Paul Allen issues statement, says nothing

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UPDATE 10:13 am: The Oregonian’s John Canzano tried to get more information out of Paul Allen last night. Didn’t go so well.

But I asked him at the end of the first half, as he headed into the room
he uses as an office, if he’d mind going stronger with the comments on
Pritchard. The Blazers owner waved me off and shook his head. I
asked him if there was anything more he wanted to say to Blazers fans.
He hurried off, waving his hands and shaking his head. He finally nudged
one of his private security guards and pointed at me before
disappearing into a room with a small group that included Vulcan
executive Bert Kolde, who was puffing his chest out at me.

1: 49 am: Fans are Portland are confused. They love Kevin Pritchard. He’s part of the team that drafted Brandon Roy and the young core of talent that give the Blazers a bright future. He changed the image of the “jailblazers.” He made it fun to be a Portland fan again.

And he is in trouble, maybe losing his job trouble. There is anger in Rip City. Fans do not like the idea of losing their savior. But they saw his right-hand man, Tom Penn, get fired. It is all the fans are talking about — they chanted and waived signs in Pritchard’s support at Thursday night’s game.

Owner Paul Allen wanted to quell this frenzy, so he issued a statement. One that will quell nothing because it really says nothing.

We are not going to make any more long-term decisions today. When the season ends we will evaluate how best to move the Trail Blazers forward. That’s no different than the way we have operated for the past 21 seasons.

I support everyone who works for me, including Kevin Pritchard, and that’s why he’s our general manager. We all have the same goal — to bring another NBA Championship to the great fans of Portland.

Paul Allen is telling the truth. Decisions on where the good ship Blazers will sail next — and who is still on the boat — will be made after the season. Henry Abbott at TrueHoop makes the good point that this is how Paul Allen runs all his businesses — deep annual reviews where the top executives face tough questions.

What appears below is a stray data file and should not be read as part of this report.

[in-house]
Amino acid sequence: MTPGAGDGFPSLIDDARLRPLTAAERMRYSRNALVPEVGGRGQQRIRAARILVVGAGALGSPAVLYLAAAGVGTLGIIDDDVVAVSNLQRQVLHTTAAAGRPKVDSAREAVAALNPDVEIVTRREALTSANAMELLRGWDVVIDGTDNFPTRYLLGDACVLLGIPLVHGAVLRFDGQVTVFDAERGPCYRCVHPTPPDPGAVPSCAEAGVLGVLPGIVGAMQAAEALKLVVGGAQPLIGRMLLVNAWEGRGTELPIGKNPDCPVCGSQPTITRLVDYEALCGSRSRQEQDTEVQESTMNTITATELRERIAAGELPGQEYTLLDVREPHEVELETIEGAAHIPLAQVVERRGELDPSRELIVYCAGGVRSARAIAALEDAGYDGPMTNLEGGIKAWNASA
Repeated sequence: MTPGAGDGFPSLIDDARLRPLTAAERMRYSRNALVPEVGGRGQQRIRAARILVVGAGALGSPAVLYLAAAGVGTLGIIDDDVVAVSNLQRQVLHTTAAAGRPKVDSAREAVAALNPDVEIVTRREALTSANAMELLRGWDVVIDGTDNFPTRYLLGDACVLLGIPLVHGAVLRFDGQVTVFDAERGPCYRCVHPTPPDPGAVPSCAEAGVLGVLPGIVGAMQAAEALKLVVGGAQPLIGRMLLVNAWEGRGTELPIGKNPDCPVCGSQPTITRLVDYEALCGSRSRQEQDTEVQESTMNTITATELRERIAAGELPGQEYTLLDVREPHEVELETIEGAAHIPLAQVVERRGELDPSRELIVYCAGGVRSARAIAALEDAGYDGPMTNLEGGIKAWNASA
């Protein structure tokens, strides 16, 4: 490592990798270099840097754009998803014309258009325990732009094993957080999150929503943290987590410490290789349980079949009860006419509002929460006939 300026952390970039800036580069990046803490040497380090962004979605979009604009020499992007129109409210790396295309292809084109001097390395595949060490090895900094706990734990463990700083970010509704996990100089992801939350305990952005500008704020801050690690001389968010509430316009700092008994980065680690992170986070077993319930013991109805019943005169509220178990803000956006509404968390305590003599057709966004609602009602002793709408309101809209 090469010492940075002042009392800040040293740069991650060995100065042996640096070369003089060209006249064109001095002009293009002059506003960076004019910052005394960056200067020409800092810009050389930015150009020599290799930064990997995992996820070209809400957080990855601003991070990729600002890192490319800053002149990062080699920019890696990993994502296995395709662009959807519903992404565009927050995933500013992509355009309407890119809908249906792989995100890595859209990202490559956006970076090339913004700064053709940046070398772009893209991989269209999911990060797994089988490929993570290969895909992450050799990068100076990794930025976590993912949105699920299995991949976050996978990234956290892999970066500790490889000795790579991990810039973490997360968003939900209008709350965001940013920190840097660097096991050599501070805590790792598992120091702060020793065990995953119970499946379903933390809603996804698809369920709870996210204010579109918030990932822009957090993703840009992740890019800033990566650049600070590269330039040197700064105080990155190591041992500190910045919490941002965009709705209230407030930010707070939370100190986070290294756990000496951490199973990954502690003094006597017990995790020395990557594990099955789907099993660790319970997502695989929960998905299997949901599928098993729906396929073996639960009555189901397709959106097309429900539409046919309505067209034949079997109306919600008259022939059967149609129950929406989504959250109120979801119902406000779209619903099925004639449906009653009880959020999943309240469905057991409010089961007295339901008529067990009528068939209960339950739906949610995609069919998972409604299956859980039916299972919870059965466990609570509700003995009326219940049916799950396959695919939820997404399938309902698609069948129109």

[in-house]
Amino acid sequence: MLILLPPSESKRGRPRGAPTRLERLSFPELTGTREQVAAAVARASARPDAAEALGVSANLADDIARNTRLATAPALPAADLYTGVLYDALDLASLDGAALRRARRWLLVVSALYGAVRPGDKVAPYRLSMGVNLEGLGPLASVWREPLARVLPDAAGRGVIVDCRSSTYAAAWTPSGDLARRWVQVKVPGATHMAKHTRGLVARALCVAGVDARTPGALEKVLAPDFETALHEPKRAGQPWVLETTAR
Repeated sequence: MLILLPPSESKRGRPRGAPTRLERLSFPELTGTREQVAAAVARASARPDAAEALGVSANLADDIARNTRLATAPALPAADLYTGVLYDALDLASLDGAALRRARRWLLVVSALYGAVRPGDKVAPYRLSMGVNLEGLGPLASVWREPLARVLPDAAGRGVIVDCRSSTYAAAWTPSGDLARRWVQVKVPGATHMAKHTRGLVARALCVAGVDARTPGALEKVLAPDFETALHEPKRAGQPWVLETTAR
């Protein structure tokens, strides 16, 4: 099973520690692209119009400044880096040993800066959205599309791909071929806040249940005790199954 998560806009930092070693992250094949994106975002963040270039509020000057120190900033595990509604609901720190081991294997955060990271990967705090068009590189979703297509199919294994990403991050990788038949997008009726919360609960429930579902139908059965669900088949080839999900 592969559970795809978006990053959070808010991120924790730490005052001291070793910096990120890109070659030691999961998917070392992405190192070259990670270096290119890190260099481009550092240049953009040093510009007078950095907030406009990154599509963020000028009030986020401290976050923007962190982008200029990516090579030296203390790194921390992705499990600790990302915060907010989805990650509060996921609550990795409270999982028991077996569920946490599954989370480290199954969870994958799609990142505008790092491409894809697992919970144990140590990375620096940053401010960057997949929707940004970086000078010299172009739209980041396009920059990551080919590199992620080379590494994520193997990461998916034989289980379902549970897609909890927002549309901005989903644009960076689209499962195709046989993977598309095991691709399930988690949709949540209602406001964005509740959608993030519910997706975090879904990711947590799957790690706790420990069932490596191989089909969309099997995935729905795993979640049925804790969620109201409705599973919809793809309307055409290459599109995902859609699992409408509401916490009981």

But Paul Allen also is human. He may not be certain what he is going to do, but you can bet he has an idea. He has an opinion. One that will become better informed, one that could be changed, but right now he has an opinion.

And he’s not going to let it be known in a statement. But the statement he did release is not going to quell the speculation in Portland. If anything, it is just going to fuel the fire. Because it doesn’t say anything.

Sunday is 16th anniversary of greatest dunk ever: Vince Carter over Frederic Weis

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It was the last game of the group stage of the 2000 Olympic basketball tournament at the Sydney Olympics, the USA was taking on France, another USA win on its way to another gold medal.

But what we all remember is this one play — Vince Carter dunking over the 7’2″ French center Frederic Weis.

Best. Dunk. Ever.

By anyone.

Weis was never the same.

In an impressive career — two-time All-NBA, eight-time All-Star, hours and hours of crazy highlights — this is always going to be the highlight at the top of the list. So we will use the anniversary of this dunk to look at it one more time.

Hat tip to nitramy at NBA Reddit.

Hornets coach Steve Clifford suggests allowing teams to advance ball in final two minutes without timeout

Steve Clifford
AP Photo/Chuck Burton
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The final minutes of a close NBA game rank among the best moments in sports – which is pretty remarkable, considering frequent stoppages interrupt and impede enjoyment of the game.

Clutch play. Timeout. Clutch play. Timeout. Clutch play. Timeout.

Coaches should probably call fewer timeouts, because drawing up a play also allows the defense to set. But timeouts give the offense the option of advancing the inbound spot into the frontcourt, a key advantage. So, teams will keep calling timeouts.

Unless…